Lucinda sales suffer

By Chelsea Irving

With the Lucinda Avenue construction project well underway, some area businesses are seeing a drop in summer sales.

The change in traffic patterns, due to the road being open only to westbound traffic, has hurt a number of businesses in the Village Commons Shopping Center.

Richard Boardman, general manager of Village Commons Bookstore, said, “Our walk-in business has been hurt significantly. Aside from book rush, when people needed to come in, they just don’t pass by the store.”

Hot Spot Manager Asif Quddus said he felt his business was down 40 to 50 percent from last summer. Quddus said he put up a banner in an attempt to attract customers, but he believes most people feel it is just too inconvenient to come in. The Hot Spot also has had problems with delivery trucks due to the construction.

Kinkos Copies is trying to accommodate its customers by adding to its services. Kinkos Manager Derek Fenwick said he has received complaints from customers about how difficult it is to get to the store. As a result, Kinkos is encouraging use of its pick-up and delivery services.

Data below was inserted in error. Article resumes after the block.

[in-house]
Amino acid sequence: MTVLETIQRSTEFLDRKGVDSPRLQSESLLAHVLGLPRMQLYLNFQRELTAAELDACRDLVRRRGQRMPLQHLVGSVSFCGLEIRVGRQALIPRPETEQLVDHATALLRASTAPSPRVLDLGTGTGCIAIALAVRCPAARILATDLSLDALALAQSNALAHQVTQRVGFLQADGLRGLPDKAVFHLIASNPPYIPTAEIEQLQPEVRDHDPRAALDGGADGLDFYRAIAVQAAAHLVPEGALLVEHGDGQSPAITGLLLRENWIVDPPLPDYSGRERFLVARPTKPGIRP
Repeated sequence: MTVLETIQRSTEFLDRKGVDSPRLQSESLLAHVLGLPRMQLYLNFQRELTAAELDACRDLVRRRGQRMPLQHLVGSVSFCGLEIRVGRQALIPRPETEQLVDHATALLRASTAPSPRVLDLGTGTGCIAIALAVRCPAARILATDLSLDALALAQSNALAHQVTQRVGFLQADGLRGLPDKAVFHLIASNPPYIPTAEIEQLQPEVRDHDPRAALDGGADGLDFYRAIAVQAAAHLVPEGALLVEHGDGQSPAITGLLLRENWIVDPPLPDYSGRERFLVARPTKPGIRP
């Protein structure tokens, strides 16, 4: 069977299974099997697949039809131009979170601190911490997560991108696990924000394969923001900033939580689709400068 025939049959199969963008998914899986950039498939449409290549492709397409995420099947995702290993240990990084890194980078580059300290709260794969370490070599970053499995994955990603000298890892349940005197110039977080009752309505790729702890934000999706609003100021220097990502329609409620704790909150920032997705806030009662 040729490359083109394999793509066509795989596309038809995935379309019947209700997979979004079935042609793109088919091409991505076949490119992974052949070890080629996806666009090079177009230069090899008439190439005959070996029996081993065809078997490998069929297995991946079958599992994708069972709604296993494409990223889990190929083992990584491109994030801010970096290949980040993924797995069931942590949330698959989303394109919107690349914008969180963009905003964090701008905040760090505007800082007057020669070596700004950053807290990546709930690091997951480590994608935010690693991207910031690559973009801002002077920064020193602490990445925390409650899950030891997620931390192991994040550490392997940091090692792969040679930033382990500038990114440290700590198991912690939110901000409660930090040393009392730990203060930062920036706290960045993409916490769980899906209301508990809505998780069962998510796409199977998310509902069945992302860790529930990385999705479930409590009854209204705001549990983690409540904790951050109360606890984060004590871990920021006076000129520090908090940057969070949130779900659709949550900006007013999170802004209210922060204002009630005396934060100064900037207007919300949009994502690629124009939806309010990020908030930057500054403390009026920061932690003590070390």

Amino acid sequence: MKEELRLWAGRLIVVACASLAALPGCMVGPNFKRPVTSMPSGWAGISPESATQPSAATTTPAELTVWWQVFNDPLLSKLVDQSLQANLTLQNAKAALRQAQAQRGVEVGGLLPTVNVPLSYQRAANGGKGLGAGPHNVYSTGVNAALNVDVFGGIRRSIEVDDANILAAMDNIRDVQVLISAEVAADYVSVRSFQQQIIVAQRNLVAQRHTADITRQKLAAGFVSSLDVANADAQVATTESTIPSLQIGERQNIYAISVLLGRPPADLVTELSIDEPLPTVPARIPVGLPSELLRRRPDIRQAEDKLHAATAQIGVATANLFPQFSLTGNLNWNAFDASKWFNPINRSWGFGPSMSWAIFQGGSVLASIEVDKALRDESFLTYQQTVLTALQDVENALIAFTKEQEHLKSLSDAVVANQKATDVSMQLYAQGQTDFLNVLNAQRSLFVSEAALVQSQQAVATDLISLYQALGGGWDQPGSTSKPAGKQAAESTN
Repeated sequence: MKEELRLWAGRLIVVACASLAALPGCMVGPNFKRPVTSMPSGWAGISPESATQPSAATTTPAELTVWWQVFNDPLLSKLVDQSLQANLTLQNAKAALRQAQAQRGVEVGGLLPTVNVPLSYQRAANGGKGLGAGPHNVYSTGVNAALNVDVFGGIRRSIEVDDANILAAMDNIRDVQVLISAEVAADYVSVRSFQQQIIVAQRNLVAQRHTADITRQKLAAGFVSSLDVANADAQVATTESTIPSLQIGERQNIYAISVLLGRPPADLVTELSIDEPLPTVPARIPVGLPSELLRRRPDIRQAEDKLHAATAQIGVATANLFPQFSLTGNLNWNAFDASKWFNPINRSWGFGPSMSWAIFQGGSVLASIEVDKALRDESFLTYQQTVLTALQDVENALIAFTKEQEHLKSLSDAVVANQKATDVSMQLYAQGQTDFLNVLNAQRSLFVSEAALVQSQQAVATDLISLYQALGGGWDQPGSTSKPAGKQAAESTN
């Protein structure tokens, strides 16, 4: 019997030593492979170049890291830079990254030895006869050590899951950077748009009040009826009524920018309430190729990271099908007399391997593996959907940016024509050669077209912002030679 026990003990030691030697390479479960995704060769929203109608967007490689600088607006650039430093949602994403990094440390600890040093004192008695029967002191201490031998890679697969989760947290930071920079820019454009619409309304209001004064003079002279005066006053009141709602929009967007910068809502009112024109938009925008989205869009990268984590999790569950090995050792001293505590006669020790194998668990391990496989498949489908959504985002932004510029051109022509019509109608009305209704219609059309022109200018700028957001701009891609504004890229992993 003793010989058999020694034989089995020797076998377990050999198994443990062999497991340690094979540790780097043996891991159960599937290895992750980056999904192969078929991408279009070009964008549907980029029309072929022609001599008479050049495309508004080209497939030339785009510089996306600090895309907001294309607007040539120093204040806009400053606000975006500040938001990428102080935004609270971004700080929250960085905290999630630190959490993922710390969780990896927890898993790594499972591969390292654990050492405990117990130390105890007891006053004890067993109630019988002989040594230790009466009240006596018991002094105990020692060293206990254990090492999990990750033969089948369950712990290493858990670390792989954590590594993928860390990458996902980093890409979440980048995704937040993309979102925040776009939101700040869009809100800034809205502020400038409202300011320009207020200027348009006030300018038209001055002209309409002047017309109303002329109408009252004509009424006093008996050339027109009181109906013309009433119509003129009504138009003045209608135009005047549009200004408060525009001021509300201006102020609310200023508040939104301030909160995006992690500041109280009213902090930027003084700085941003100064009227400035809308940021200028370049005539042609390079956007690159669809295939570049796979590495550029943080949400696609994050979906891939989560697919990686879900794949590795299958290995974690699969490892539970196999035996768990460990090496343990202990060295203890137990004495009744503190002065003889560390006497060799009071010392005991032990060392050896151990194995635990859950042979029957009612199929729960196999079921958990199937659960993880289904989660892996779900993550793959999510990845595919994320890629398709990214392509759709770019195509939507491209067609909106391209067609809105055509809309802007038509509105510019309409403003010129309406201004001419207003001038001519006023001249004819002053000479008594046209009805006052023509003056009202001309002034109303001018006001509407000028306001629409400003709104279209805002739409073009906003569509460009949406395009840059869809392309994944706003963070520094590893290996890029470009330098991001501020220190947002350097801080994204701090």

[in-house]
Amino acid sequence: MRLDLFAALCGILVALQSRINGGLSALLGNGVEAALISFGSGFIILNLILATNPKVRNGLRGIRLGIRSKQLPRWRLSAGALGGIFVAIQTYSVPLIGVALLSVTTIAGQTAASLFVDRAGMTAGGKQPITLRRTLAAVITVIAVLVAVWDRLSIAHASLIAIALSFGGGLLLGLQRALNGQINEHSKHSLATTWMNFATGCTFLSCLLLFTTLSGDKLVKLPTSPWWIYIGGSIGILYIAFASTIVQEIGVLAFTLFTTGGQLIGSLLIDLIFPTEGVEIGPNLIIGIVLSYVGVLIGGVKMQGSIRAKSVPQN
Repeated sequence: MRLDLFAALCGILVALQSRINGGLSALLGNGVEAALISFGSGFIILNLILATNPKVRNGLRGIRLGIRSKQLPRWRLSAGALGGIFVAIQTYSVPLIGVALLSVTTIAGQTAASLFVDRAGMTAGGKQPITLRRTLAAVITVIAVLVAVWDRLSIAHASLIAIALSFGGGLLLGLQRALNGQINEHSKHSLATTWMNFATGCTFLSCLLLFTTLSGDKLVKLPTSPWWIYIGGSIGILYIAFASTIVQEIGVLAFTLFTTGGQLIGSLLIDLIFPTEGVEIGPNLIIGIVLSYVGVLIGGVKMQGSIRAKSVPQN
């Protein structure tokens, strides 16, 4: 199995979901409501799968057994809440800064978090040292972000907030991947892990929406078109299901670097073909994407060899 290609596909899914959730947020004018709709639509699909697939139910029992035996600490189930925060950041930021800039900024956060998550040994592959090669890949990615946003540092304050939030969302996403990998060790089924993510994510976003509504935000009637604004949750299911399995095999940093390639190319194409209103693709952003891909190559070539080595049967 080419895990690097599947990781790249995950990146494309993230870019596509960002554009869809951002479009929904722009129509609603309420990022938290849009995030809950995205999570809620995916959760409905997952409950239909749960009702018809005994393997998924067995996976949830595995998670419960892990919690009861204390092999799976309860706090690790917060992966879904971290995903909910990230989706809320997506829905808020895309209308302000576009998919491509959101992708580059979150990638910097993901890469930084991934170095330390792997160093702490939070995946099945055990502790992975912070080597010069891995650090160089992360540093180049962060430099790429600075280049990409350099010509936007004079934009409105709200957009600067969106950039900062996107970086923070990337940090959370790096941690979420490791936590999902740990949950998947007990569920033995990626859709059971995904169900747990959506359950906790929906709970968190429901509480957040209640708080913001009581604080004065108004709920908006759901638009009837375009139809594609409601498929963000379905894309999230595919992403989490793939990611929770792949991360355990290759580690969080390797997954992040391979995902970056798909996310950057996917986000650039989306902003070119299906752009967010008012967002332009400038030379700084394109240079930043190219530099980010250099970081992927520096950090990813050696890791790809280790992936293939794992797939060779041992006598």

“Construction happens everywhere,” Fenwick said. “We’re just trying to deal with it as best we can.”

So far, the Holmes Student Center Bookstore has been perhaps the least affected of all businesses disturbed by the Lucinda Avenue construction.

Mitch Kielb, director of the HSC Bookstore, said, “It’s hard to say we’ve been hurt by this.”

Kielb said he is more concerned about what will happen to business in the fall. The Huskie Bus system is expected to use the library as its main campus pick-up rather than the HSC. Kielb said he feels that with students not waiting for the buses outside the bookstore, its fall sales might suffer.

Joel Maurer, assistant city engineer of DeKalb, said the road should be open to traffic in both directions by Nov. 24. Final work, including blacktop, sodding and sidewalk repairs are scheduled for spring 1994.